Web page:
There’s no denying that SMS Audio has made the presentation a big deal: it comes in big box with Star Wars logos, unfolds open to a compartment holding that poster and goodies inside a pocket, and the mail depression has a handsome semi-rigid hard case inside holding the headphones. They’re not small, I thought as I took the case out. It’s shaped like an oval football, with a zipper. The headphones are inside — white band with black cups and smaller than the box would suggest — but then I didn’t realize right off that they folded for transport. So I unfolded the two ear cups and their hinges clicked into position. I then saw the Storm Troopers emblem on both ear cups — which made sense since the headphones come with different decorations (I passed on the “hero” versions as I felt particularly evil that day when asked which one to see).
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The headphones’ construction looked good and I doubted the hinges would break, thanks to their solid construction and the fact that there’s no “give” to each cup and so don’t expect to angle or tilt them — once they’ve been unfolded they’re going to stay that way. The inner top side of the headphones is padded, although the padding doesn’t extend past covering the top of the head (on me, anyway), and to adjust them for the head, pull down on each cup to reveal a sliding band. This moved without any jerks; the exposed steel inserts provided about 2-inches to make for a more conformable fit. The cups themselves were well padded and fit securely around my ears, shutting out most, but not all, of the outside noise. The cup size is the standard one I’ve seen in other on ear pairs that sported 40mm drivers, but it is definitely smaller than that of an over the ear pair. So it’s fair to say that it’ll be up to the padding to enable the headphones to remain comfortable on the ears for any length of time greater than about a 1/2 hour. I found that slightly tilting the entire headphones just a bit forward from the top of the headband made all the difference between being able to wear them for over two hours without being pinched. After some time spent, I could also see that the leather memory foam that was touted and which constituted the ear cups coverings made for a better fit than the foam material used in other headphones.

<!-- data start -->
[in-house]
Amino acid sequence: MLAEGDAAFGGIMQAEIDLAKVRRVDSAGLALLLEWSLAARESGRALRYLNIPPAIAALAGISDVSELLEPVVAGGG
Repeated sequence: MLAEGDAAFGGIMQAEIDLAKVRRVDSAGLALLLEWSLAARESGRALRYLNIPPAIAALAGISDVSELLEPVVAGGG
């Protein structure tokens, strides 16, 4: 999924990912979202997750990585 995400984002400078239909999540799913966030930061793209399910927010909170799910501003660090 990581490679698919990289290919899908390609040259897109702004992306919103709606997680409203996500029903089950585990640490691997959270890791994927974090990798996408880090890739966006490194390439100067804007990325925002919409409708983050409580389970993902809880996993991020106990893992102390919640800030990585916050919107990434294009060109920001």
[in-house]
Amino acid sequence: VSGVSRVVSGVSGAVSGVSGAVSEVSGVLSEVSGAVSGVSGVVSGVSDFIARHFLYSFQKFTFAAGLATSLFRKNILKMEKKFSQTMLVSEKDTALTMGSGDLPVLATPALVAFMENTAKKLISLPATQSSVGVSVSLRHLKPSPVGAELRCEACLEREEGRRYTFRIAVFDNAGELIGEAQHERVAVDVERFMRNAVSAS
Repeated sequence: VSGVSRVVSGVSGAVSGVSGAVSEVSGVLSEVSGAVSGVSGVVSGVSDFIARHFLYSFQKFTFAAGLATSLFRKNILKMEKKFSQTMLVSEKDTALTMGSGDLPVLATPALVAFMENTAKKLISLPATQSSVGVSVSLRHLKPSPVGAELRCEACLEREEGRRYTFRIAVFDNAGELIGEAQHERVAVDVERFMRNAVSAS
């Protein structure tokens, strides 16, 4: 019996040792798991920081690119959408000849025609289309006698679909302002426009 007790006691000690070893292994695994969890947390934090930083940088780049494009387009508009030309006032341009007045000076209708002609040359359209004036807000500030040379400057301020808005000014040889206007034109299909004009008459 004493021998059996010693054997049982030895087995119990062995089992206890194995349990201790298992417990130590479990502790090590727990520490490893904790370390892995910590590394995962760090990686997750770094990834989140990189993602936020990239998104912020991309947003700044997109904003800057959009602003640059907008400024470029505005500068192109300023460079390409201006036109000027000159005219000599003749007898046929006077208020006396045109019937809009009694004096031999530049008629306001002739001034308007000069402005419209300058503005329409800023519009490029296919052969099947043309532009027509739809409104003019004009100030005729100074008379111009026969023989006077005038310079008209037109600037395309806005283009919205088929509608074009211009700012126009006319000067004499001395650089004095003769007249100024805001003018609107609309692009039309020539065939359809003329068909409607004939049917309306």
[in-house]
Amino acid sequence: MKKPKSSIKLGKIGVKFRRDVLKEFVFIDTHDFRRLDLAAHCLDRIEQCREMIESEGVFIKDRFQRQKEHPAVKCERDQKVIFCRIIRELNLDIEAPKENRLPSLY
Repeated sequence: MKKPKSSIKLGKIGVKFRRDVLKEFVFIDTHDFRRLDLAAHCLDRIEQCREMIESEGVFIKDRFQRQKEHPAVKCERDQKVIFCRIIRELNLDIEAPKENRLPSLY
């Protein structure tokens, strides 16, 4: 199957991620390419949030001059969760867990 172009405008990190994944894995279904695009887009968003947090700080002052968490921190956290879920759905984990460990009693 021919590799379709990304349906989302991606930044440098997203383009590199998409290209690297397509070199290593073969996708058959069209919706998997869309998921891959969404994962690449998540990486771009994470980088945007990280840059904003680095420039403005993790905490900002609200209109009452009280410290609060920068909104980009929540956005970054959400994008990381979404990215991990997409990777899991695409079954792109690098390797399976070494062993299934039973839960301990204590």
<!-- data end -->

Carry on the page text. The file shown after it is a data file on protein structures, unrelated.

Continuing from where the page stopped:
The Star Wars On Ear Headphones Stormtrooper sensibly takes a mini-jack in the lower left cup to distribute the audio rather than having a permanently attached wired cable, so I plugged the included Star Wars logo-branded cable into the headphones and my Mac Pro and brought up iTunes. I also noticed the cable had a tangle-free aspect to it. Good. I then spent over an hour playing a variety of tunes, from symphonic to heavy metal to bluegrass. I couldn’t fault the sound being heard: it sounded balanced and uncolored, just as the specs touted. The bass was also very good — not up to the high levels of my high-priced Sennheiser perhaps, but well within the levels of tolerance needed to provide the backbone to the higher frequencies being layered over it. Again, just because the Star Wars logo is plastered throughout doesn’t mean that these headphones can’t perform mean and lean. Out on the street a bit more sound “bleeds” in from the higher level of ambient sound (there not being any noise-canceling), but the listening quality is still so much higher than a pair of earbuds wired to a smartphone that it’s not even worth making the comparison.
Bottom line: The portability factor is high with the STREET by 50 First Edition Star Wars On Ear Headphones Stormtrooper, and it’s definitely a plus that the material they’re made from is shatterproof. But it’s the sound quality that makes them well worth carrying around with you and, more importantly having them on your ears for listening.